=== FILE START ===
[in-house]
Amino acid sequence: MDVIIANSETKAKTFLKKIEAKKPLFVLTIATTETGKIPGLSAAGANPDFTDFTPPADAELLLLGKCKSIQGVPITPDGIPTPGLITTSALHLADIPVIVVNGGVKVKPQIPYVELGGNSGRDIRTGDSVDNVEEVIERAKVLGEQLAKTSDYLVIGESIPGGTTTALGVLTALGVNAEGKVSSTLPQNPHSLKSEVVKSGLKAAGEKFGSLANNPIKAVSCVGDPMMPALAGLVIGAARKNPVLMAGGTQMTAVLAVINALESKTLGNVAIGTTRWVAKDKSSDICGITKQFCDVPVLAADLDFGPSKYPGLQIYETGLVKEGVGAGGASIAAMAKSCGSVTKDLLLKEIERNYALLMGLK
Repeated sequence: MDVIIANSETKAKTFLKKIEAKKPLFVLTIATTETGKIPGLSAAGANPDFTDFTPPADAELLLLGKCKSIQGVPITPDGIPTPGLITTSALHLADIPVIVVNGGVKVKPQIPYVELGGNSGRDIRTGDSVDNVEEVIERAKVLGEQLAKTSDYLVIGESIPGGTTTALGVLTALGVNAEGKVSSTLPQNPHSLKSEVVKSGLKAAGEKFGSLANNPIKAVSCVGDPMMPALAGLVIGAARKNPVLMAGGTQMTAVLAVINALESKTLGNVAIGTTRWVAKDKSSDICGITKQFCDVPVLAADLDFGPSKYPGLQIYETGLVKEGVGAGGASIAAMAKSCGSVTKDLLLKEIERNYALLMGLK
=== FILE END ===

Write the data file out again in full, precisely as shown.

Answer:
[in-house]
Amino acid sequence: MDVIIANSETKAKTFLKKIEAKKPLFVLTIATTETGKIPGLSAAGANPDFTDFTPPADAELLLLGKCKSIQGVPITPDGIPTPGLITTSALHLADIPVIVVNGGVKVKPQIPYVELGGNSGRDIRTGDSVDNVEEVIERAKVLGEQLAKTSDYLVIGESIPGGTTTALGVLTALGVNAEGKVSSTLPQNPHSLKSEVVKSGLKAAGEKFGSLANNPIKAVSCVGDPMMPALAGLVIGAARKNPVLMAGGTQMTAVLAVINALESKTLGNVAIGTTRWVAKDKSSDICGITKQFCDVPVLAADLDFGPSKYPGLQIYETGLVKEGVGAGGASIAAMAKSCGSVTKDLLLKEIERNYALLMGLK
Repeated sequence: MDVIIANSETKAKTFLKKIEAKKPLFVLTIATTETGKIPGLSAAGANPDFTDFTPPADAELLLLGKCKSIQGVPITPDGIPTPGLITTSALHLADIPVIVVNGGVKVKPQIPYVELGGNSGRDIRTGDSVDNVEEVIERAKVLGEQLAKTSDYLVIGESIPGGTTTALGVLTALGVNAEGKVSSTLPQNPHSLKSEVVKSGLKAAGEKFGSLANNPIKAVSCVGDPMMPALAGLVIGAARKNPVLMAGGTQMTAVLAVINALESKTLGNVAIGTTRWVAKDKSSDICGITKQFCDVPVLAADLDFGPSKYPGLQIYETGLVKEGVGAGGASIAAMAKSCGSVTKDLLLKEIERNYALLMGLK